Folk Art

Americana is in the air in my house this week. I brought home a print of the American 19th Century classic Peaceable Kingdom for the occasion of my wife’s birthday – we both love animals – and finally watched Alexander Payne’s Nebraska (screenplay by Bob Nelson).

Edward Hicks' "Peaceable Kingdom."

Edward Hicks’ “Peaceable Kingdom.”

Edward Hicks was a Quaker from Langhorne, PA not far from my hometown of Trenton. A true folk artist, he was a decorative painter and sign painter, who actually made 60 versions of the same composition, Peaceable Kingdom, that made him a star among Quakers.

While looking around for a deal to get it framed, I peruse the internet and come across all the snarky things people are saying about George W. Bush putting up some of his original, folksy portraits in his own presidential library. All I can do is quote another Texan, the poet Dean Young: “POETRY CAN’T BE HARMED BY PEOPLE TRYING TO WRITE IT!”

Salon. Huffpost. The Guardian. Don’t care.

I was honestly a lot angrier after watching Nebraska. I don’t mind languid pacing. I like black and white. I like simple landscapes being so omnipresent. I really like foul-mouthed grandmothers. And I positively love scenes in which facial expressions stand in for dialogue.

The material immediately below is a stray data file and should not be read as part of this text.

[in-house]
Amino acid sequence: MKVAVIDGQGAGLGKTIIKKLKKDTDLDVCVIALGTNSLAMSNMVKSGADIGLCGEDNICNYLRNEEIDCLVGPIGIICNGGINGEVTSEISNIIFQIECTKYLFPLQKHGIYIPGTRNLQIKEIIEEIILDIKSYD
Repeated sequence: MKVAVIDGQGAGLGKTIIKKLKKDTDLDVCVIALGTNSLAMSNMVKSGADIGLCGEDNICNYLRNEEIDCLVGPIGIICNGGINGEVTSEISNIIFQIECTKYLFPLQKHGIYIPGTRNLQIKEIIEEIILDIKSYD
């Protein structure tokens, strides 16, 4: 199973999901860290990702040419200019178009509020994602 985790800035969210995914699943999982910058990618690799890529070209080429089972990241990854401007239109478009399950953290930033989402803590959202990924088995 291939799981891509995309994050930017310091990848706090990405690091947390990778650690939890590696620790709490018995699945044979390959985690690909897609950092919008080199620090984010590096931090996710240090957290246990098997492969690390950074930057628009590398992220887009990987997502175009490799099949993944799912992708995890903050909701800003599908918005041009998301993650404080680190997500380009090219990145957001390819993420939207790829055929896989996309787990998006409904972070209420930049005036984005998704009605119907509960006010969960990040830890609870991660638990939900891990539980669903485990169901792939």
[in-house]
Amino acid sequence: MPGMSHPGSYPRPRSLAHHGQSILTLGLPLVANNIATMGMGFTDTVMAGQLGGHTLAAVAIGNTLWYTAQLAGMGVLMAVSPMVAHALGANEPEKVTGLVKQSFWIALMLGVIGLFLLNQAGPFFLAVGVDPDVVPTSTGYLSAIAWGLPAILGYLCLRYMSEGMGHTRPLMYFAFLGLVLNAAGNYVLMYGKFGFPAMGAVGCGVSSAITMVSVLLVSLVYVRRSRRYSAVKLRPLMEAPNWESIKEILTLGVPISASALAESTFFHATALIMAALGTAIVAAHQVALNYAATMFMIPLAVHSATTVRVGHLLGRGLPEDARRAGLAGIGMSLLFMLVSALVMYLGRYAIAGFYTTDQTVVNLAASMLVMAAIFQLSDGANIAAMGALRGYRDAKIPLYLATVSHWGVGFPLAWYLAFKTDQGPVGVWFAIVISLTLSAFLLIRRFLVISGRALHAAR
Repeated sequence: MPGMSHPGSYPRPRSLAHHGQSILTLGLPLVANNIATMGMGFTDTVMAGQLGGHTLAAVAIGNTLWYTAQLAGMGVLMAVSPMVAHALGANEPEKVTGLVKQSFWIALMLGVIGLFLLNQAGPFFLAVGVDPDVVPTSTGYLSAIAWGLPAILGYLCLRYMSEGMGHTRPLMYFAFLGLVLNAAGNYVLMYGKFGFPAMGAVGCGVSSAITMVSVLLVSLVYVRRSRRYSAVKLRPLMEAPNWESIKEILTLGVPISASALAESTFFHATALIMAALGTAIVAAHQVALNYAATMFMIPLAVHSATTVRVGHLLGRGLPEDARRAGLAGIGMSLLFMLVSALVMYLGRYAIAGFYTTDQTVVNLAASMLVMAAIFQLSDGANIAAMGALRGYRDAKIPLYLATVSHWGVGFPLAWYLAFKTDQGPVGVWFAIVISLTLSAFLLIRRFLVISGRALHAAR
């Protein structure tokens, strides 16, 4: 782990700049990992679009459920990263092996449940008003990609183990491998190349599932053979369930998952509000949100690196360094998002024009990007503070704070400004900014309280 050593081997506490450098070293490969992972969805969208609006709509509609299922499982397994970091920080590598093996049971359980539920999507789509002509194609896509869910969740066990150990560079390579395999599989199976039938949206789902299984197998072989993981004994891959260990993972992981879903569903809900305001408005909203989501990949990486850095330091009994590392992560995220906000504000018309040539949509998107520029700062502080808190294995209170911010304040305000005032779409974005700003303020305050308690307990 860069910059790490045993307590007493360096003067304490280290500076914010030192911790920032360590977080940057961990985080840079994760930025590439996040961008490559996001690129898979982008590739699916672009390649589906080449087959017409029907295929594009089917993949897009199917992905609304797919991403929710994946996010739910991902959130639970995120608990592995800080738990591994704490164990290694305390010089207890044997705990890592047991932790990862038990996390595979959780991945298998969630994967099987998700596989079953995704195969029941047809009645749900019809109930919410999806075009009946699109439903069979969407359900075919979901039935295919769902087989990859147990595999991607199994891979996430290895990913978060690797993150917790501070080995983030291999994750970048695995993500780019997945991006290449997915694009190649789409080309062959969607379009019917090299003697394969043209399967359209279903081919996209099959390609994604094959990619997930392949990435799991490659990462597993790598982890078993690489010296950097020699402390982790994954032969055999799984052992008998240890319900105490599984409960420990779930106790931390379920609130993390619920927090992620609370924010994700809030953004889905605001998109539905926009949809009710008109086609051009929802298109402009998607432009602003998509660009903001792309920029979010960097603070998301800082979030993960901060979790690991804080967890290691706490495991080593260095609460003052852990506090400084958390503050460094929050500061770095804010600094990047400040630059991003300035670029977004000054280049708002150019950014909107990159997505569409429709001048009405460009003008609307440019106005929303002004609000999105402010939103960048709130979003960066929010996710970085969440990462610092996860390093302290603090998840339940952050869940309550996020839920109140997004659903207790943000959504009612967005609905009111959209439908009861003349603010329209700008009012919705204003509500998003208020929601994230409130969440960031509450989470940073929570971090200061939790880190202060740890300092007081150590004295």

What I couldn’t abide by in Nebraska was the baldness with which every character stated their intentions so directly. It felt like I was reading an early draft of a story in which the writer leaves subtextual lines in place with the intent of going back later and burying them under more ephemeral dialogue. As if the simplicity of the story and the bleakness of the overall aesthetic justified the utter lack of any sophistication – in the literal sense, with a bit of sophistry. In my years in the Midwest I found small town people were more than capable of this; you could say they were masters of it!

If I were in Fort Worth and had a choice between watching Nebraska and seeing W’s paintings, I’d go with the folk artist not the Folk Artist.

The Dalai Lama, by George W. Bush.

The Dalai Lama, by George W. Bush.

 

Comments

  1. I love foul-mouthed grandmothers too, god bless ’em. I especially liked the one you met on the train who offered her review of the mariachi band (if I remember correctly). My favorite scene in NEBRASKA was the one with the guys watching TV. Their dialogue had the kind of banal-to-the-point-of-complete-emptiness that I remember older guys sharing in Little Chute. More of that definitely would have been welcome in the film, so we could see the bone shine through the tatters with which they try to dress it up. That’s what dramatic revelation is all about.

    Regarding Bush: I don’t know. Being “folksy” is his schtick. I don’t find his paintings any more charming than I did his “Aw, shucks” demeanor in office. If he wants to put folk art in his library, why doesn’t he find some folks to make it?

  2. “If he wants to put folk art in his library, why doesn’t he find some folks to make it?” Well put! Thanks. I guess the difference for me is one of expectation: Bush doesn’t have an Academy Award nomination, or the equivalent for a painter.

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